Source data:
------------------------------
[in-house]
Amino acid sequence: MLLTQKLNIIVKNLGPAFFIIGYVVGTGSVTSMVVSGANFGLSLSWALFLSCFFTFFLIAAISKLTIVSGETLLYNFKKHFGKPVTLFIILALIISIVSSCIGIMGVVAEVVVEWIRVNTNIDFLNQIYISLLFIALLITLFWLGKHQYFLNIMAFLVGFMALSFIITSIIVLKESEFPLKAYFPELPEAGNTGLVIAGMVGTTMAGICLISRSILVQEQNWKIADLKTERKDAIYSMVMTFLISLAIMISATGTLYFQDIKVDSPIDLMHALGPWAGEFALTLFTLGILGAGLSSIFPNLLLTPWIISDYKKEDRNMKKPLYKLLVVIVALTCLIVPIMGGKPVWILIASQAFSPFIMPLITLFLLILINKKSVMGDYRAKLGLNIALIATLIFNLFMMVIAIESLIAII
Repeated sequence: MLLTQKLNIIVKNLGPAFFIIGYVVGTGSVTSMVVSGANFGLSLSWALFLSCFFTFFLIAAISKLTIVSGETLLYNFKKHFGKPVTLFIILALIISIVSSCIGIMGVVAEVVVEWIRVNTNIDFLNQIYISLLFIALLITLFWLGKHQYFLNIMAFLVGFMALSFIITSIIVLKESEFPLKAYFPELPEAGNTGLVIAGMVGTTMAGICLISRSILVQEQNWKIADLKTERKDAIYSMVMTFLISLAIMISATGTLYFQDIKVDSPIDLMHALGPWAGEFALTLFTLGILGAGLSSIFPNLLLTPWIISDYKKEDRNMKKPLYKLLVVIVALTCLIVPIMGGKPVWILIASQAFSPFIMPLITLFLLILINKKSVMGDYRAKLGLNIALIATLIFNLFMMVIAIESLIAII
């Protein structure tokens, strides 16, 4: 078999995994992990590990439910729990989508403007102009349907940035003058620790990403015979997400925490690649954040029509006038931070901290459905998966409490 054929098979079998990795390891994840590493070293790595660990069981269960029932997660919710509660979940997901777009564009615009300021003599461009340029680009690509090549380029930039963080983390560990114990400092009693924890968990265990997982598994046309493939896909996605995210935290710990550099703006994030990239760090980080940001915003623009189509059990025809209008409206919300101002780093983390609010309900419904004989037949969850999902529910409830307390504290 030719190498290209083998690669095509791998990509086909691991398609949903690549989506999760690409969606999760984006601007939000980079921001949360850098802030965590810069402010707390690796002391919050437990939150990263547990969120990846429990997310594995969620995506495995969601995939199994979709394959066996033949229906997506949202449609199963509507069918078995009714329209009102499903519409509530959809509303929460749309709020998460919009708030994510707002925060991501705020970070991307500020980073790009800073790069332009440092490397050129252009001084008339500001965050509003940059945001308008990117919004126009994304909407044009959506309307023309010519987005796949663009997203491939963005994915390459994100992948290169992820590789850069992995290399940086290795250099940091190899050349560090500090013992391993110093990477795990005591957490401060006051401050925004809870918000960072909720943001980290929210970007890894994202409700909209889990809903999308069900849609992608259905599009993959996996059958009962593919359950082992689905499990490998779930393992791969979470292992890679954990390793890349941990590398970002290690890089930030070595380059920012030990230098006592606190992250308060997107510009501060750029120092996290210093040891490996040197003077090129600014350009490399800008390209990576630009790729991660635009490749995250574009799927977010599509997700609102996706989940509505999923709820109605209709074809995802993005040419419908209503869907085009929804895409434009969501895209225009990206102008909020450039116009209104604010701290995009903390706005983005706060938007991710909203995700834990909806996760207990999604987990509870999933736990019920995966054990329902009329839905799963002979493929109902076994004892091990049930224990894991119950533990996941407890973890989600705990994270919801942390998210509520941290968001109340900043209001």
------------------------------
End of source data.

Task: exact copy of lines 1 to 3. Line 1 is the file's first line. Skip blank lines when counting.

[in-house]
Amino acid sequence: MLLTQKLNIIVKNLGPAFFIIGYVVGTGSVTSMVVSGANFGLSLSWALFLSCFFTFFLIAAISKLTIVSGETLLYNFKKHFGKPVTLFIILALIISIVSSCIGIMGVVAEVVVEWIRVNTNIDFLNQIYISLLFIALLITLFWLGKHQYFLNIMAFLVGFMALSFIITSIIVLKESEFPLKAYFPELPEAGNTGLVIAGMVGTTMAGICLISRSILVQEQNWKIADLKTERKDAIYSMVMTFLISLAIMISATGTLYFQDIKVDSPIDLMHALGPWAGEFALTLFTLGILGAGLSSIFPNLLLTPWIISDYKKEDRNMKKPLYKLLVVIVALTCLIVPIMGGKPVWILIASQAFSPFIMPLITLFLLILINKKSVMGDYRAKLGLNIALIATLIFNLFMMVIAIESLIAII
Repeated sequence: MLLTQKLNIIVKNLGPAFFIIGYVVGTGSVTSMVVSGANFGLSLSWALFLSCFFTFFLIAAISKLTIVSGETLLYNFKKHFGKPVTLFIILALIISIVSSCIGIMGVVAEVVVEWIRVNTNIDFLNQIYISLLFIALLITLFWLGKHQYFLNIMAFLVGFMALSFIITSIIVLKESEFPLKAYFPELPEAGNTGLVIAGMVGTTMAGICLISRSILVQEQNWKIADLKTERKDAIYSMVMTFLISLAIMISATGTLYFQDIKVDSPIDLMHALGPWAGEFALTLFTLGILGAGLSSIFPNLLLTPWIISDYKKEDRNMKKPLYKLLVVIVALTCLIVPIMGGKPVWILIASQAFSPFIMPLITLFLLILINKKSVMGDYRAKLGLNIALIATLIFNLFMMVIAIESLIAII